In Tauber v. Buffalo Lake Pub. Sch. Dist., 283 Minn. 383, 168 N.W.2d 327 (1969), the supreme court concluded that the defendant bus driver's negligence in failing either to yield the right-of-way or to maintain a proper lookout must have been the proximate cause of the plaintiff's collision with the bus, and the existence of fog did not excuse that negligence. Id. at 385-86, 168 N.W.2d at 328-29. Dietz argues that Tauber is procedurally distinguishable because the district court there gave the jury standard instructions on negligence and the district court's specific instruction here unfairly draws attention to Everhardt's theory of the case. The district court did not abuse its discretion in giving the disputed instruction because it is an accurate statement of the law under Tauber. See id. at 386, 168 N.W.2d at 329.
Dietz contends the district court erred in not setting aside the jury award for Everhardt's future medical expenses and loss of earning capacity. The district court's decision whether to grant a new trial on the ground of excessive damages will not be overturned absent an abuse of discretion. Advanced Training Sys., Inc. v. Caswell Equip. Co., 352 N.W.2d 1, 11 (Minn. 1984).
A. Future medical expenses.
Dietz argues that the evidence does not support the jury award of $50,000 for future medical expenses. It is undisputed that Everhardt sustained injuries to his neck, upper back, and right shoulder as a result of the accident. A chiropractor testified that he cannot cure Everhardt, but it will be necessary to continue to treat him on a periodic basis to reduce his symptoms. He estimated that Everhardt will continue to need 30 visits per year at $34 per visit. The jury was told that Everhardt has a life expectancy of 39 more years. The jury could have found that Everhardt will require chiropractic treatment that will cost $39,780 (39 years x 30 visits x $34).
In addition, an orthopedic surgeon testified that Everhardt could benefit from an operation on his right shoulder, and Everhardt testified that he planned to undergo that surgery. The surgeon estimated that the operation would involve a surgical fee of approximately $1600 to $2600 and that related fees would be approximately two to three times that amount. The jury could have found that shoulder surgery will cost Everhardt up to $10,400 ($2600 x 3 + $2600). The estimated costs of chiropractic care and shoulder surgery support the jury's award for future medical expenses.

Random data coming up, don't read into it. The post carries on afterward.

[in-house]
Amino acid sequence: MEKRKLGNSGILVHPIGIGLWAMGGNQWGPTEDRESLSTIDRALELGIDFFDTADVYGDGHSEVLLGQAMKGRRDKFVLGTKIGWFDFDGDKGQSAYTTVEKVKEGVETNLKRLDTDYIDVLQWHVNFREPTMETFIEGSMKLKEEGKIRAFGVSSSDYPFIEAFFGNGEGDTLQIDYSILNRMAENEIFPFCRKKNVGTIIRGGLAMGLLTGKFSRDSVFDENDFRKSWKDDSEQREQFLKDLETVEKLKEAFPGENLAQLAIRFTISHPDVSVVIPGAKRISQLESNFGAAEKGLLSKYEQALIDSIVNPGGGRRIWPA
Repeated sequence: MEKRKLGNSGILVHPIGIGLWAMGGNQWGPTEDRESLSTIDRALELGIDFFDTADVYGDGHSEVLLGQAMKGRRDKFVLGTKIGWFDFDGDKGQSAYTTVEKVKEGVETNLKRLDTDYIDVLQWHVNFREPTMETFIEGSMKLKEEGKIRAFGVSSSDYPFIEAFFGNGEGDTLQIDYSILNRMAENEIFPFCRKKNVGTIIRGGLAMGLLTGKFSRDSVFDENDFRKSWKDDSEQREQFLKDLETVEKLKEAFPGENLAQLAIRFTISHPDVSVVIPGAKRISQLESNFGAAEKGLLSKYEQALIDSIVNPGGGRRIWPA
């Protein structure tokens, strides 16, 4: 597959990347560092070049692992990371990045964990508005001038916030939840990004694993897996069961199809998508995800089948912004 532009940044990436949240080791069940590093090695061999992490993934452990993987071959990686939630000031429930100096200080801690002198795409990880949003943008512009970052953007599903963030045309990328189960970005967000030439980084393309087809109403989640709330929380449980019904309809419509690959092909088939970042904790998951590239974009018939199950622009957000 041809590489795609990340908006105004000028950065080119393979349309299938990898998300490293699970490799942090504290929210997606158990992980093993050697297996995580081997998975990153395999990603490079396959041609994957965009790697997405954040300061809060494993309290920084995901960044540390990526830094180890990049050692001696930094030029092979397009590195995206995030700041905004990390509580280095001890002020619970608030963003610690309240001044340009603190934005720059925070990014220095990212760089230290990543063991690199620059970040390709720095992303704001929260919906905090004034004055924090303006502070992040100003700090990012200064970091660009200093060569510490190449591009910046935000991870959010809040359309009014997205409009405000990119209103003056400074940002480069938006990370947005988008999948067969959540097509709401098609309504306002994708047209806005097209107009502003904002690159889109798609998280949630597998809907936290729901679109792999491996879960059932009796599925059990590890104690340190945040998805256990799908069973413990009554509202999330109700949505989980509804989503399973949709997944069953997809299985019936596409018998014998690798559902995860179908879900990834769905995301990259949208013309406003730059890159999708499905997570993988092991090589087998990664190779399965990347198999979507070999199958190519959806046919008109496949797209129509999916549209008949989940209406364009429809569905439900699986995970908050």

B. Loss of earning capacity.
The jury awarded Everhardt $25,000 in damages for loss of earning capacity.
The impairment of earning capacity is an item of general damages which does not require specific proof of actual earnings or income either before or after the injury. Because future damages such as this are impossible to prove with absolute certainty, the rule is that recovery may be had if future damage is reasonably certain to occur.
Kwapien v. Starr, 400 N.W.2d 179, 183 (Minn. App. 1987) (citation omitted). Recovery for loss of earning capacity "is based on factors including the plaintiff's age, life expectancy, health, occupation, talents, skill and training." Sylvester v. Gleason, 371 N.W.2d 573, 575 (Minn. App. 1985).
The orthopedic surgeon testified that Everhardt would probably miss six to eight weeks of work if he undergoes shoulder surgery. It is undisputed that Everhardt was unable to work for 22 days after the accident, and his net loss in earnings for that period was $197.06 per day. The jury could have found that Everhardt's net loss in earnings from having shoulder surgery will be $11,035.36 ($197.06 x 56 days). Moreover, Everhardt testified that he quit his job with Aurora Transport following the accident because that job involved unloading duties and bumpy routes that caused him to have headaches and arm soreness and that he has told "white lies" about the extent of his injuries to obtain other jobs. The jury could have believed that Everhardt will have to stop driving a truck at some point because of his injuries. There is sufficient evidence to support the jury award of $25,000 for Everhardt's loss of earning capacity.
[ ]* Retired judge of the district court, serving as judge of the Minnesota Court of Appeals by appointment pursuant to Minn. Const. art. VI, § 10.
[ ]1 The jury could have found Everhardt negligent in driving too fast for the foggy conditions, even though he was driving approximately 40 miles per hour in a 50 mile per hour zone. Because Dietz was turning left from a stop sign onto Highway 23, he was required to yield the right-of-way to an approaching vehicle that was sufficiently close to the intersection to constitute an immediate hazard. Minn. Stat. § 169.20, subds. 2, 3 (1996). However, every driver must drive at an "appropriate reduced speed" when approaching an intersection and when special hazards exist due to weather conditions. Minn. Stat. § 169.14, subd. 3 (1996). "The driver of any vehicle traveling at an unlawful speed shall forfeit any right-of-way which the driver might otherwise have." Minn. Stat. § 169.20, subd. 1 (1996). If the jury found Everhardt negligent because he was driving too fast for the foggy conditions, he was negligent in driving at an unlawful speed. See Norton v. Nelson, 236 Minn. 237, 244, 53 N.W.2d 31, 36 (1952) (concluding that failure to drive at "appropriate reduced speed" as required by section 169.14, subdivision 3, constitutes driving at unlawful speed under section 169.20, subdivision 1); Minn. Stat. § 169.96 (1996) (providing that violation of traffic statute is prima facie evidence of negligence).
[ ]2 Dietz contends Everhardt is bound by his posttrial argument that there were only two grounds on which the jury's finding that he was negligent could have been based. See Bank of Pine Island v. Holst, 298 Minn. 563, 564, 215 N.W.2d 61, 62 (1974) (concluding that case on appeal will be considered in accordance with theories on which it was pleaded and tried). However, all three theories of negligence Everhardt identifies on appeal are consistent with the parties' arguments at trial.